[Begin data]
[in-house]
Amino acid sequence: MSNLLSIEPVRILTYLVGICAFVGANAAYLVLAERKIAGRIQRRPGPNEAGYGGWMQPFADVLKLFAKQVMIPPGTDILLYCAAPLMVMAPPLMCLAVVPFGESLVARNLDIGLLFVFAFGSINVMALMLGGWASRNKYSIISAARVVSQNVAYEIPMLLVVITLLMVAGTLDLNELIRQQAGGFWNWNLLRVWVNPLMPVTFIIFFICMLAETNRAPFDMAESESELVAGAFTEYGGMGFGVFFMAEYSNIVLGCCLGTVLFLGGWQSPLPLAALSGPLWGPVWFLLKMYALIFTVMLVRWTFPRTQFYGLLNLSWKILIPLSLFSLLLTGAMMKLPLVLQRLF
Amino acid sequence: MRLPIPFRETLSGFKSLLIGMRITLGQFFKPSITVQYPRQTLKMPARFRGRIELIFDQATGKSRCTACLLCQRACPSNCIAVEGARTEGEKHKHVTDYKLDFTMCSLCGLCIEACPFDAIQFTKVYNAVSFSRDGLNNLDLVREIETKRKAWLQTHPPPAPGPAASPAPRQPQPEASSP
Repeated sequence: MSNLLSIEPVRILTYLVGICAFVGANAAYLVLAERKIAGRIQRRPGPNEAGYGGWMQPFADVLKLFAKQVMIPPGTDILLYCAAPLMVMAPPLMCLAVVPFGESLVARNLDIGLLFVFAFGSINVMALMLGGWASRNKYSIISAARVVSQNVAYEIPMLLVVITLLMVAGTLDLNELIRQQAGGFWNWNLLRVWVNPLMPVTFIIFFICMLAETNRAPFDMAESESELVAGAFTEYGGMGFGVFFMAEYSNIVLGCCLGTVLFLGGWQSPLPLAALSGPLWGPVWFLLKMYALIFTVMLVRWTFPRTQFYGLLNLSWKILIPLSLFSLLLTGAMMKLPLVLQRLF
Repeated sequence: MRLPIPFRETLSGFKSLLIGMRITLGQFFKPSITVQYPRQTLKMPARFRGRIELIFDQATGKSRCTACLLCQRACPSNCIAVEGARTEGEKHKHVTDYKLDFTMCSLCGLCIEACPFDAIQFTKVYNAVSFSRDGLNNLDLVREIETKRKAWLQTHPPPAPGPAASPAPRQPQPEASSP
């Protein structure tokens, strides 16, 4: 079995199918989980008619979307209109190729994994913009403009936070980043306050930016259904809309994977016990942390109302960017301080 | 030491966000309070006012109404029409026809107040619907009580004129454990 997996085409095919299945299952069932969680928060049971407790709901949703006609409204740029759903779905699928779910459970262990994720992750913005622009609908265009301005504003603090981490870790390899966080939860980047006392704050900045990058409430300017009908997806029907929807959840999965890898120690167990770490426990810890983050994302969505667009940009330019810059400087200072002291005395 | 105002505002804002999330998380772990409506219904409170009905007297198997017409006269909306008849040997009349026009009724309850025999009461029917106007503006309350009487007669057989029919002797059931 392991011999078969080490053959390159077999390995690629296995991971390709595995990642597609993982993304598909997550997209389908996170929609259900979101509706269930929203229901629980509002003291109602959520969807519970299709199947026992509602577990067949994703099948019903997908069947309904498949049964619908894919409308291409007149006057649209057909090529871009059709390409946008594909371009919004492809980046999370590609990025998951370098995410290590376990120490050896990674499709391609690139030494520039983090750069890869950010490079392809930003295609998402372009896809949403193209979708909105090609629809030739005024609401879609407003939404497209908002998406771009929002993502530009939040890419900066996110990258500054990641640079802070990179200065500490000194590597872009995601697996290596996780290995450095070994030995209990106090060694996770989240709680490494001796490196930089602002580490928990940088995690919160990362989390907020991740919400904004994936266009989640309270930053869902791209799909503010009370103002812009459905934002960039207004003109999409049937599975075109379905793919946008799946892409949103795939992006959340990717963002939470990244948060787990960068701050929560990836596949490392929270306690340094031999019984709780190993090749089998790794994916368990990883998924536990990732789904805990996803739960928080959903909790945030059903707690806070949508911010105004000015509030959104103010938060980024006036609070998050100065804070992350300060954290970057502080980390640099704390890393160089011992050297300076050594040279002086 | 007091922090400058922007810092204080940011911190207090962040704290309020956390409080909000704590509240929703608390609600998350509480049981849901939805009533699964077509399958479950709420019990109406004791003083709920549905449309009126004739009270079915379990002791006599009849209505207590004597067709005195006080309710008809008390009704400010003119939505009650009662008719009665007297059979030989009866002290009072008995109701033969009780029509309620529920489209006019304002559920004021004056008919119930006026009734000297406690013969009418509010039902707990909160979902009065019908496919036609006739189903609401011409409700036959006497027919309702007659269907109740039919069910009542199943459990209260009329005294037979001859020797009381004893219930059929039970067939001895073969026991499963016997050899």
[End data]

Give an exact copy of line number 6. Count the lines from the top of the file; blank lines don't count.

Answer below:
């Protein structure tokens, strides 16, 4: 079995199918989980008619979307209109190729994994913009403009936070980043306050930016259904809309994977016990942390109302960017301080 | 030491966000309070006012109404029409026809107040619907009580004129454990 997996085409095919299945299952069932969680928060049971407790709901949703006609409204740029759903779905699928779910459970262990994720992750913005622009609908265009301005504003603090981490870790390899966080939860980047006392704050900045990058409430300017009908997806029907929807959840999965890898120690167990770490426990810890983050994302969505667009940009330019810059400087200072002291005395 | 105002505002804002999330998380772990409506219904409170009905007297198997017409006269909306008849040997009349026009009724309850025999009461029917106007503006309350009487007669057989029919002797059931 392991011999078969080490053959390159077999390995690629296995991971390709595995990642597609993982993304598909997550997209389908996170929609259900979101509706269930929203229901629980509002003291109602959520969807519970299709199947026992509602577990067949994703099948019903997908069947309904498949049964619908894919409308291409007149006057649209057909090529871009059709390409946008594909371009919004492809980046999370590609990025998951370098995410290590376990120490050896990674499709391609690139030494520039983090750069890869950010490079392809930003295609998402372009896809949403193209979708909105090609629809030739005024609401879609407003939404497209908002998406771009929002993502530009939040890419900066996110990258500054990641640079802070990179200065500490000194590597872009995601697996290596996780290995450095070994030995209990106090060694996770989240709680490494001796490196930089602002580490928990940088995690919160990362989390907020991740919400904004994936266009989640309270930053869902791209799909503010009370103002812009459905934002960039207004003109999409049937599975075109379905793919946008799946892409949103795939992006959340990717963002939470990244948060787990960068701050929560990836596949490392929270306690340094031999019984709780190993090749089998790794994916368990990883998924536990990732789904805990996803739960928080959903909790945030059903707690806070949508911010105004000015509030959104103010938060980024006036609070998050100065804070992350300060954290970057502080980390640099704390890393160089011992050297300076050594040279002086 | 007091922090400058922007810092204080940011911190207090962040704290309020956390409080909000704590509240929703608390609600998350509480049981849901939805009533699964077509399958479950709420019990109406004791003083709920549905449309009126004739009270079915379990002791006599009849209505207590004597067709005195006080309710008809008390009704400010003119939505009650009662008719009665007297059979030989009866002290009072008995109701033969009780029509309620529920489209006019304002559920004021004056008919119930006026009734000297406690013969009418509010039902707990909160979902009065019908496919036609006739189903609401011409409700036959006497027919309702007659269907109740039919069910009542199943459990209260009329005294037979001859020797009381004893219930059929039970067939001895073969026991499963016997050899």